Sending a Message That You Don’t Care

In the New York Times, Christine Pearson explains her decade of research on text messaging and how it’s damaging workplace relationships.

For more than a decade, my colleagues and I have gathered data on incivility from more than 9,000 managers and workers across the United States, and we’re continuing this work internationally. We have learned a great deal about the problem’s causes and consequences.
I define incivility as behavior, seemingly inconsequential to the doer, that others perceive as inconsiderate. Electronic devices lead to more incivility because of their powerful ability to claim our attention — no matter where we are or what we’re doing. […]
Some younger employees may not be as concerned, as they’re already more likely to communicate electronically. Indeed, if everyone is texting at once, it may seem like “no harm, no foul.” […]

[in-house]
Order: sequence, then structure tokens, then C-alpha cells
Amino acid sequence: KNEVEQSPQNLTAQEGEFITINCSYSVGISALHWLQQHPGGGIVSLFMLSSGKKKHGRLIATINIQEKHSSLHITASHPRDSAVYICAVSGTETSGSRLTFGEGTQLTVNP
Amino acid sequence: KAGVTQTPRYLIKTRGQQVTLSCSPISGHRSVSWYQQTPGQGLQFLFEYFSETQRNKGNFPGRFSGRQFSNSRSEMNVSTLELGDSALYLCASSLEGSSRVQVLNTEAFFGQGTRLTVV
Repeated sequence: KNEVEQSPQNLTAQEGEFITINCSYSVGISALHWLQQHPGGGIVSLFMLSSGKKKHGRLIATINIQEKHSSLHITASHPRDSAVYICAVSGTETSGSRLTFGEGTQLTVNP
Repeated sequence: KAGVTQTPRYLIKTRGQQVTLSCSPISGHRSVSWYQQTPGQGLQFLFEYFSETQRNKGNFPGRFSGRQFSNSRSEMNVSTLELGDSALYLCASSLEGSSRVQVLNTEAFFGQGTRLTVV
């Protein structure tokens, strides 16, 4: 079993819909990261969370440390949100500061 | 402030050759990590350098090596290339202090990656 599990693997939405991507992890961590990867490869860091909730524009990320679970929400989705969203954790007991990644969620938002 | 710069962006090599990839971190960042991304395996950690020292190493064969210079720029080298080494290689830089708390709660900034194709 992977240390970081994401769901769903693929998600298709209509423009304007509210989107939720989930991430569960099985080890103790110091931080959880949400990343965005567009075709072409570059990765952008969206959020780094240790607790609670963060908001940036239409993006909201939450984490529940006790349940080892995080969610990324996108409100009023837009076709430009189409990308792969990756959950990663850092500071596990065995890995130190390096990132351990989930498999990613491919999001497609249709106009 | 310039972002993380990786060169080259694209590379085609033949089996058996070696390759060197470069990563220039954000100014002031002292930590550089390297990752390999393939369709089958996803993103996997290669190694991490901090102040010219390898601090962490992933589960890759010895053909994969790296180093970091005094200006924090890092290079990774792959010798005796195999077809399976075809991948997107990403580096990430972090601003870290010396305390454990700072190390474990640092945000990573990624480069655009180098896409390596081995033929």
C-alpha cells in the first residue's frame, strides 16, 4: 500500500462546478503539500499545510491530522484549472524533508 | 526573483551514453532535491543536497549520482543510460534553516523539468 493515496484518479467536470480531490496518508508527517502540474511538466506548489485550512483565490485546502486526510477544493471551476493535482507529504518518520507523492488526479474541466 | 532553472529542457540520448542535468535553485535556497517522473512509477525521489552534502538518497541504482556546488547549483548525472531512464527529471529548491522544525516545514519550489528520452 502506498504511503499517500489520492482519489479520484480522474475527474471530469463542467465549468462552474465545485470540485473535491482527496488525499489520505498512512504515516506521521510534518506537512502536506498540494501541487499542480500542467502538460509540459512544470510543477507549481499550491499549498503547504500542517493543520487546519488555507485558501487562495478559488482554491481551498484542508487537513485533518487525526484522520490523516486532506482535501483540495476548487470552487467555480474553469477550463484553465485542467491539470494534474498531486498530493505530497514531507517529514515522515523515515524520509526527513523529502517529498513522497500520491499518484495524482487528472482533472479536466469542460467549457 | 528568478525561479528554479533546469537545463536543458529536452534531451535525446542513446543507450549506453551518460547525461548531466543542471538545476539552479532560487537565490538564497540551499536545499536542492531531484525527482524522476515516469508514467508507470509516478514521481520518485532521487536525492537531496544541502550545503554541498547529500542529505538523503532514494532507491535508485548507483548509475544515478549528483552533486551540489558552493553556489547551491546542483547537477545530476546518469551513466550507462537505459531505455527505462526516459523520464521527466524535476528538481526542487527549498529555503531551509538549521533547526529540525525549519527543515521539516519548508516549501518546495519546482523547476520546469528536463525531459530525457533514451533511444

Through our devices, we find a way to disappear without leaving the room. By splitting ourselves off and reaching out electronically, we fill empty interpersonal space and ignite our senses. We can find relief and a fleeting sense of freedom. […]
In my research, I’ve learned that when employees behave in an uncivil way, their colleagues may take retribution. They might withhold information — for example, by “forgetting” to include the offender’s name on a final product. Or they might see to it that he or she ends up with a less desirable task next time. Or they might even refuse to work with the person again.

Sending a Message That You Don’t Care